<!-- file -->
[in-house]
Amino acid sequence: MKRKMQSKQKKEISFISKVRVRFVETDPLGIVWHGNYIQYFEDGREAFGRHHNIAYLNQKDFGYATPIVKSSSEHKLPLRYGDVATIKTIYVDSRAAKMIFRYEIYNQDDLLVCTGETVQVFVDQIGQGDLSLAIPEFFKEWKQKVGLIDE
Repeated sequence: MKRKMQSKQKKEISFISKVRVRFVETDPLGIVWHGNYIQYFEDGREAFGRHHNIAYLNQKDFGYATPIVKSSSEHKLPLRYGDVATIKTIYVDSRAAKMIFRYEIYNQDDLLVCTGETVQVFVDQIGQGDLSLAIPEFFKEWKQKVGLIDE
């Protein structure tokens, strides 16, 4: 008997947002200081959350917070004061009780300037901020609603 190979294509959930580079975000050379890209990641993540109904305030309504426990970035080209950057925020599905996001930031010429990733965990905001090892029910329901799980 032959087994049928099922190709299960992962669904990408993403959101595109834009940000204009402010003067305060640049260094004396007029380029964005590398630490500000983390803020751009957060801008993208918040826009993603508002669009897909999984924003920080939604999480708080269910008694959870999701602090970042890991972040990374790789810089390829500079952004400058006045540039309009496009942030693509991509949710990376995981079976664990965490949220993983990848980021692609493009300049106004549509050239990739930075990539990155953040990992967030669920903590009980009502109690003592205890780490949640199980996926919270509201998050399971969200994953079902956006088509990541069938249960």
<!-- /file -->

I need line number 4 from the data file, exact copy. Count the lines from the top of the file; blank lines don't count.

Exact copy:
């Protein structure tokens, strides 16, 4: 008997947002200081959350917070004061009780300037901020609603 190979294509959930580079975000050379890209990641993540109904305030309504426990970035080209950057925020599905996001930031010429990733965990905001090892029910329901799980 032959087994049928099922190709299960992962669904990408993403959101595109834009940000204009402010003067305060640049260094004396007029380029964005590398630490500000983390803020751009957060801008993208918040826009993603508002669009897909999984924003920080939604999480708080269910008694959870999701602090970042890991972040990374790789810089390829500079952004400058006045540039309009496009942030693509991509949710990376995981079976664990965490949220993983990848980021692609493009300049106004549509050239990739930075990539990155953040990992967030669920903590009980009502109690003592205890780490949640199980996926919270509201998050399971969200994953079902956006088509990541069938249960």